KEEP YOUR EYE ON THE PRIZE

This past Memorial Day weekend, when so many were standing around the barbeque in the back yard or picnicking at the beach, I was on a family road trip to San Jose.

I made the trek to watch my daughter receive her Master’s Degree in Library & Information Sciences (MLIS) from San Jose State University.   I’m sharing this story for several reasons.

The first is that I am so proud of her.  She worked 30-40 hours/week during her entire school career while attending school full time.

The second is to offer others encouragement.  Sometimes we struggle more than we think is appropriate.  Why am I not making progress? What’s up with that?  As I was sitting in the bleachers, I realized that she had graduated from high school in 2002.  I did the math in my head; it had taken her 14 years to reach this point.  It took four  years from AA to BA and three BA to MLIS.   How do we have so much time left over?

Rachel wanted to be a teacher since the fourth grade. Once she entered Community College and was exposed to so many fields of study, she became overwhelmed with her choices. She just started taking classes in all fields of study. She finally realized that her love of literature trumped all else. She eventually graduated from CSUSM with a degree in Comparative Literature with a plan to be a teacher at the Community College level.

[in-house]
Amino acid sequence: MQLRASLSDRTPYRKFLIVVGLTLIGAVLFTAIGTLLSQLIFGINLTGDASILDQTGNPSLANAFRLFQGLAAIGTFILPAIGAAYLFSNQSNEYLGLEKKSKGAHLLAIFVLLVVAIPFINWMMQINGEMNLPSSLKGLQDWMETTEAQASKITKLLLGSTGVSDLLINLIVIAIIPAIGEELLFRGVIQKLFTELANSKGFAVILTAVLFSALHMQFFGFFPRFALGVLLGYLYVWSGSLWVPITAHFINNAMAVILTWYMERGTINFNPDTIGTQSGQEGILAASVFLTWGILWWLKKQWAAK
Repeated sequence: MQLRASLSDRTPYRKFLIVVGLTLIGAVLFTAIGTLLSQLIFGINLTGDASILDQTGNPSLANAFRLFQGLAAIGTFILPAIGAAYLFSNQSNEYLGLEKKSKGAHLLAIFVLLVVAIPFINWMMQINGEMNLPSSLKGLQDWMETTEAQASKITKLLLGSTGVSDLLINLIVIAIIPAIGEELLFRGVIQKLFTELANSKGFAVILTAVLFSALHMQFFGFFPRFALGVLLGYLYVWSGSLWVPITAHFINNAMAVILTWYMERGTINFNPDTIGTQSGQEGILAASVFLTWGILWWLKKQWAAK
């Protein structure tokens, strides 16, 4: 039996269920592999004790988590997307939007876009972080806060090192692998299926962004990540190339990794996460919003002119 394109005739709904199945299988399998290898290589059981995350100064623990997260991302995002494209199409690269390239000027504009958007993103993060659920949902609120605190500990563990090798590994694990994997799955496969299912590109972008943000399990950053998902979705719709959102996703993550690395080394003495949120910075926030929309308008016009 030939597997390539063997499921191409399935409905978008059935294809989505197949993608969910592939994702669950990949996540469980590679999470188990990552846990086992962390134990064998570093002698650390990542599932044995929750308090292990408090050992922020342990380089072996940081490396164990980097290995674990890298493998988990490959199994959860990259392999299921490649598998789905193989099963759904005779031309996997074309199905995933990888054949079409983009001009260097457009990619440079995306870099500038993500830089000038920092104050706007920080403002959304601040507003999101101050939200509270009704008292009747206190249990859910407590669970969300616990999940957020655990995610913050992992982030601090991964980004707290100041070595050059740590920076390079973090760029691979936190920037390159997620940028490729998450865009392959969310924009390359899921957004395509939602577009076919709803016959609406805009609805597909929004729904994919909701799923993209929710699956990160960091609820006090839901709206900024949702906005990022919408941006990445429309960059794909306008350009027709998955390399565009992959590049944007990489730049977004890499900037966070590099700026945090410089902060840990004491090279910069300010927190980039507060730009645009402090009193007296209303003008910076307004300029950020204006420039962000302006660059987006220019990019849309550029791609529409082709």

She then decided that she would rather be part of getting literature in the hands of the population than teaching students about specific literature.   She graduated with an emphasis on Youth and hopes one day to run a youth program in a public library.  She is deeply concerned about literacy issues as well.

My point is that our goals are not always fully understood from the beginning.  We also can easily get side-tracked along the way.  I think about so many of us on our faith journeys.   The goal is not always clear. There may even be a period of time when we lose sight of the goal altogether.

On our faith journey as Christians, SALVATION is our ultimate goal.

We are warned in Matthew that we do not know the hour or the day. My advice for you as well as myself is to just keep putting one foot in front of the other and keep your eye on the prize.